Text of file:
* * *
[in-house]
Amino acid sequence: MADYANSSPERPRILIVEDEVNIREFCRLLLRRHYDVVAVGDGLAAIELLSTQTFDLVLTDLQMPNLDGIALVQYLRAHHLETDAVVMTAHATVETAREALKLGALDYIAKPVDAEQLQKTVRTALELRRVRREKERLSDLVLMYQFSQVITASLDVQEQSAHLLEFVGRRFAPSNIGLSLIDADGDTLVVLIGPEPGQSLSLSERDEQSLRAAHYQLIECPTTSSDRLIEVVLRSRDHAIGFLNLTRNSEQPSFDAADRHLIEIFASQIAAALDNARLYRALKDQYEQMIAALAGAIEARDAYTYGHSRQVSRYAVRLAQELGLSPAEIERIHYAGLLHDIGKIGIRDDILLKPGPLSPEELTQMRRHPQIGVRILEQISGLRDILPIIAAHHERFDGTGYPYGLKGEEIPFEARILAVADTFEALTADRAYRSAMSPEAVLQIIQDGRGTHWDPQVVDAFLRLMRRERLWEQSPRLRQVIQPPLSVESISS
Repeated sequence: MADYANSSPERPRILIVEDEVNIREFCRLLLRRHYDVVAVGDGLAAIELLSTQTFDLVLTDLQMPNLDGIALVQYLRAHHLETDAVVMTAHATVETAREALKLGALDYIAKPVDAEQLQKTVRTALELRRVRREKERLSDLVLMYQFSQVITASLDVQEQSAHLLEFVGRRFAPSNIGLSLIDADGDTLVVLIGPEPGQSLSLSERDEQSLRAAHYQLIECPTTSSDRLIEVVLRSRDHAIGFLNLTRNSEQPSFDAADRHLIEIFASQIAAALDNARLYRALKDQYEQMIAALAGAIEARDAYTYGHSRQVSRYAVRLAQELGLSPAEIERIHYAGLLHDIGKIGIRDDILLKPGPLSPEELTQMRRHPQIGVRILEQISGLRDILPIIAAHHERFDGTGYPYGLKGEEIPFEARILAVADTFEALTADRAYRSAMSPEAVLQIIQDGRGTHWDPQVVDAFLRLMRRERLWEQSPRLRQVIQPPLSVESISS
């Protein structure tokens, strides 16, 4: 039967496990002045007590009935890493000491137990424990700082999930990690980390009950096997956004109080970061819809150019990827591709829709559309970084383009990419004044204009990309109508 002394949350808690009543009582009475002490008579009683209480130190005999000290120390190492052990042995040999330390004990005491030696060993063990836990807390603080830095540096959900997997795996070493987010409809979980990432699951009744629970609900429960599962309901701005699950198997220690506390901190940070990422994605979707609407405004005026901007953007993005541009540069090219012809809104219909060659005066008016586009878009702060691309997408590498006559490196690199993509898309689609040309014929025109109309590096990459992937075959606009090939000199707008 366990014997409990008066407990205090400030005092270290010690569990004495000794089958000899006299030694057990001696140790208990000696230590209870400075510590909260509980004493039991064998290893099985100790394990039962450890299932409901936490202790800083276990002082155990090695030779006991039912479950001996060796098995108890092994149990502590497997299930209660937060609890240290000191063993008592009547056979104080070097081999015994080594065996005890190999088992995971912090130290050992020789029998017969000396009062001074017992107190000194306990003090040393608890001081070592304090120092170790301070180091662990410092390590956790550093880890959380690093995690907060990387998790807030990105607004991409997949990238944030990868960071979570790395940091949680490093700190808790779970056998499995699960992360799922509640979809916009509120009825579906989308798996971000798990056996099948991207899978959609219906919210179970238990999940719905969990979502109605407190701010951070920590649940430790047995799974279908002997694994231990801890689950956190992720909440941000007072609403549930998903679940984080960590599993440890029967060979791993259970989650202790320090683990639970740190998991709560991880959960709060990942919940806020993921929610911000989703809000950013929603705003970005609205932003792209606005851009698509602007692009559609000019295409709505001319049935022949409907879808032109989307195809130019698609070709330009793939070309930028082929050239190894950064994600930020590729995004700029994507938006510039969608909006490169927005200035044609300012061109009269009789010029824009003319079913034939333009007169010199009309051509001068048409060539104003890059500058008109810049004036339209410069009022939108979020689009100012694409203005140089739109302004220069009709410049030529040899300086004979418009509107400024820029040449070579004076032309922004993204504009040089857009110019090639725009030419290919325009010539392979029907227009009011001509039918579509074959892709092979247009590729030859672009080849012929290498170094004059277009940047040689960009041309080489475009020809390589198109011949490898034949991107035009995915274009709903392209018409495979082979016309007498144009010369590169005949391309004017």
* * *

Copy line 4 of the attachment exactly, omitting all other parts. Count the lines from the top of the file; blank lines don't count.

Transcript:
């Protein structure tokens, strides 16, 4: 039967496990002045007590009935890493000491137990424990700082999930990690980390009950096997956004109080970061819809150019990827591709829709559309970084383009990419004044204009990309109508 002394949350808690009543009582009475002490008579009683209480130190005999000290120390190492052990042995040999330390004990005491030696060993063990836990807390603080830095540096959900997997795996070493987010409809979980990432699951009744629970609900429960599962309901701005699950198997220690506390901190940070990422994605979707609407405004005026901007953007993005541009540069090219012809809104219909060659005066008016586009878009702060691309997408590498006559490196690199993509898309689609040309014929025109109309590096990459992937075959606009090939000199707008 366990014997409990008066407990205090400030005092270290010690569990004495000794089958000899006299030694057990001696140790208990000696230590209870400075510590909260509980004493039991064998290893099985100790394990039962450890299932409901936490202790800083276990002082155990090695030779006991039912479950001996060796098995108890092994149990502590497997299930209660937060609890240290000191063993008592009547056979104080070097081999015994080594065996005890190999088992995971912090130290050992020789029998017969000396009062001074017992107190000194306990003090040393608890001081070592304090120092170790301070180091662990410092390590956790550093880890959380690093995690907060990387998790807030990105607004991409997949990238944030990868960071979570790395940091949680490093700190808790779970056998499995699960992360799922509640979809916009509120009825579906989308798996971000798990056996099948991207899978959609219906919210179970238990999940719905969990979502109605407190701010951070920590649940430790047995799974279908002997694994231990801890689950956190992720909440941000007072609403549930998903679940984080960590599993440890029967060979791993259970989650202790320090683990639970740190998991709560991880959960709060990942919940806020993921929610911000989703809000950013929603705003970005609205932003792209606005851009698509602007692009559609000019295409709505001319049935022949409907879808032109989307195809130019698609070709330009793939070309930028082929050239190894950064994600930020590729995004700029994507938006510039969608909006490169927005200035044609300012061109009269009789010029824009003319079913034939333009007169010199009309051509001068048409060539104003890059500058008109810049004036339209410069009022939108979020689009100012694409203005140089739109302004220069009709410049030529040899300086004979418009509107400024820029040449070579004076032309922004993204504009040089857009110019090639725009030419290919325009010539392979029907227009009011001509039918579509074959892709092979247009590729030859672009080849012929290498170094004059277009940047040689960009041309080489475009020809390589198109011949490898034949991107035009995915274009709903392209018409495979082979016309007498144009010369590169005949391309004017």